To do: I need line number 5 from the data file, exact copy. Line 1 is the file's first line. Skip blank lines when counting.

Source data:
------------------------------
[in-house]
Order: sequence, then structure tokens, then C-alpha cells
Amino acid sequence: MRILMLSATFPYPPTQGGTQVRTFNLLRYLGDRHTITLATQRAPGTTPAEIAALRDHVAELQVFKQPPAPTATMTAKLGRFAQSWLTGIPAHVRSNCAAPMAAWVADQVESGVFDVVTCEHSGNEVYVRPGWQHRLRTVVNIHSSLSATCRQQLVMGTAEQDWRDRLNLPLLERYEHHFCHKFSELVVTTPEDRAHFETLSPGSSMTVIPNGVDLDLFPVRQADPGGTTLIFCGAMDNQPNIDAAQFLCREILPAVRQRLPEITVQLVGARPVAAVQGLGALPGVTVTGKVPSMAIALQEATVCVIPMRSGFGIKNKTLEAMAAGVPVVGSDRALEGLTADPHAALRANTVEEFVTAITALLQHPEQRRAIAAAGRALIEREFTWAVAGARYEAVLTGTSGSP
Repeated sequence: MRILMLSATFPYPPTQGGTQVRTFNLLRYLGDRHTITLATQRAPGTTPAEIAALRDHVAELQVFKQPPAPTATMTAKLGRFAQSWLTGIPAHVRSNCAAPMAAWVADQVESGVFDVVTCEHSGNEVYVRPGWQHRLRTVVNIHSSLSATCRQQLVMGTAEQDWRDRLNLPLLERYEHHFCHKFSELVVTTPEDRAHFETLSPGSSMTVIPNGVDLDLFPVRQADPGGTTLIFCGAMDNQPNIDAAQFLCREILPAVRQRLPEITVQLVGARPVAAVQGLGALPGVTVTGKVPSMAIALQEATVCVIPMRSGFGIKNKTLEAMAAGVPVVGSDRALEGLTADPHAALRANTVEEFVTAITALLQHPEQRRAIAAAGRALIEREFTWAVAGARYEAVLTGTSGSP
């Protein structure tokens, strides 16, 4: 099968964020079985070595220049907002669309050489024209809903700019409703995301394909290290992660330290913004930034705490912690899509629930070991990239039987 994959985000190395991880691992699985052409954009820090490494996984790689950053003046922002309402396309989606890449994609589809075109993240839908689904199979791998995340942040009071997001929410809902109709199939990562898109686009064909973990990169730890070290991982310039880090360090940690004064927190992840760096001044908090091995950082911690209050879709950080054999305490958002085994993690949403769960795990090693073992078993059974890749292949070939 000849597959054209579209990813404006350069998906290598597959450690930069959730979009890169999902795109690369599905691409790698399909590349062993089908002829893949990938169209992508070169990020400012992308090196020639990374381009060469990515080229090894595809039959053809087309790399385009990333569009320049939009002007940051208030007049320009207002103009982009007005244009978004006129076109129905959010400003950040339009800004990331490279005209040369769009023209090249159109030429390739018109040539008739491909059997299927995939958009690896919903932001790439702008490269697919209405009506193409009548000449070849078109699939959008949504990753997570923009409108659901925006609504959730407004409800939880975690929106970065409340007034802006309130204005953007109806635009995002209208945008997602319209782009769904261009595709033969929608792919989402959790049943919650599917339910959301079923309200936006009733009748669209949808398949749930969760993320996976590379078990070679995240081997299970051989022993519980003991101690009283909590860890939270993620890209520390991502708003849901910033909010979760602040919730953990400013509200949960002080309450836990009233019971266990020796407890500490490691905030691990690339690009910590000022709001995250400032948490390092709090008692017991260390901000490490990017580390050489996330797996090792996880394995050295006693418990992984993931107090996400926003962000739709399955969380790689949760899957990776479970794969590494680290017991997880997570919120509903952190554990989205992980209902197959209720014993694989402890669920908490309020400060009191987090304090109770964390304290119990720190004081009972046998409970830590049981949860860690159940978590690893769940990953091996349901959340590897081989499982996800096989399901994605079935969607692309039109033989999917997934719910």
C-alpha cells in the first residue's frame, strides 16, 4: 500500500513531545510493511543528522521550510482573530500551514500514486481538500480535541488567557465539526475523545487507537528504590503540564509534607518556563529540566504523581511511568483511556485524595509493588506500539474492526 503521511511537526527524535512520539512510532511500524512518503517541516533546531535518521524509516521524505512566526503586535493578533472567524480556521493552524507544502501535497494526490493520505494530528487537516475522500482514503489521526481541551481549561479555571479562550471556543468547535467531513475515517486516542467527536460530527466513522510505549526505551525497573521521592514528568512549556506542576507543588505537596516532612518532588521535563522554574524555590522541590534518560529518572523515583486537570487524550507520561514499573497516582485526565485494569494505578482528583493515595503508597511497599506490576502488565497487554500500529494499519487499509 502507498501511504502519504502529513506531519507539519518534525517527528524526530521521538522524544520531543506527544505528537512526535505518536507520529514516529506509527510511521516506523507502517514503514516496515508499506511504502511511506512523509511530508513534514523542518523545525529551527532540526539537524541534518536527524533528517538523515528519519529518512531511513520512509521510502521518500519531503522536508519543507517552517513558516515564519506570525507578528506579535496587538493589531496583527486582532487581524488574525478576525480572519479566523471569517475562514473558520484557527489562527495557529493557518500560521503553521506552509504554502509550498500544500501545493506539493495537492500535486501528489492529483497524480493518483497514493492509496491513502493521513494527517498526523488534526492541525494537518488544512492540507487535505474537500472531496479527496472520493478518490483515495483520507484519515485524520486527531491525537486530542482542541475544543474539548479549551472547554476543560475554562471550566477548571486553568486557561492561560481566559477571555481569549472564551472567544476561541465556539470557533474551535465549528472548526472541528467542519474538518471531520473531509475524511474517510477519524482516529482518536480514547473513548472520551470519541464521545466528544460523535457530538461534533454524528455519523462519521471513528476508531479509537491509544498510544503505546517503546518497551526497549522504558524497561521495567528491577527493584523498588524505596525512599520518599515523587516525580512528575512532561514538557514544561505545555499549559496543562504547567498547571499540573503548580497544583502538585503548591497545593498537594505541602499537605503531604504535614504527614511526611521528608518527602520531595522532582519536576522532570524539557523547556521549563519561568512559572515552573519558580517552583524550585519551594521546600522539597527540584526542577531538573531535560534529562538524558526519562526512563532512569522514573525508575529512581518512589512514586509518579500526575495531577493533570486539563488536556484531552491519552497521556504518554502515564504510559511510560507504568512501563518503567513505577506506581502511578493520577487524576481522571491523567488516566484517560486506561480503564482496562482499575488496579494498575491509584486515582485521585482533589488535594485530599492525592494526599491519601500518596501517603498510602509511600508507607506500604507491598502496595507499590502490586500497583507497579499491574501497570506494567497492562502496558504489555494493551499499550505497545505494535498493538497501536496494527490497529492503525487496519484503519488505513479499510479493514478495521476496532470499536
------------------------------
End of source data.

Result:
């Protein structure tokens, strides 16, 4: 099968964020079985070595220049907002669309050489024209809903700019409703995301394909290290992660330290913004930034705490912690899509629930070991990239039987 994959985000190395991880691992699985052409954009820090490494996984790689950053003046922002309402396309989606890449994609589809075109993240839908689904199979791998995340942040009071997001929410809902109709199939990562898109686009064909973990990169730890070290991982310039880090360090940690004064927190992840760096001044908090091995950082911690209050879709950080054999305490958002085994993690949403769960795990090693073992078993059974890749292949070939 000849597959054209579209990813404006350069998906290598597959450690930069959730979009890169999902795109690369599905691409790698399909590349062993089908002829893949990938169209992508070169990020400012992308090196020639990374381009060469990515080229090894595809039959053809087309790399385009990333569009320049939009002007940051208030007049320009207002103009982009007005244009978004006129076109129905959010400003950040339009800004990331490279005209040369769009023209090249159109030429390739018109040539008739491909059997299927995939958009690896919903932001790439702008490269697919209405009506193409009548000449070849078109699939959008949504990753997570923009409108659901925006609504959730407004409800939880975690929106970065409340007034802006309130204005953007109806635009995002209208945008997602319209782009769904261009595709033969929608792919989402959790049943919650599917339910959301079923309200936006009733009748669209949808398949749930969760993320996976590379078990070679995240081997299970051989022993519980003991101690009283909590860890939270993620890209520390991502708003849901910033909010979760602040919730953990400013509200949960002080309450836990009233019971266990020796407890500490490691905030691990690339690009910590000022709001995250400032948490390092709090008692017991260390901000490490990017580390050489996330797996090792996880394995050295006693418990992984993931107090996400926003962000739709399955969380790689949760899957990776479970794969590494680290017991997880997570919120509903952190554990989205992980209902197959209720014993694989402890669920908490309020400060009191987090304090109770964390304290119990720190004081009972046998409970830590049981949860860690159940978590690893769940990953091996349901959340590897081989499982996800096989399901994605079935969607692309039109033989999917997934719910």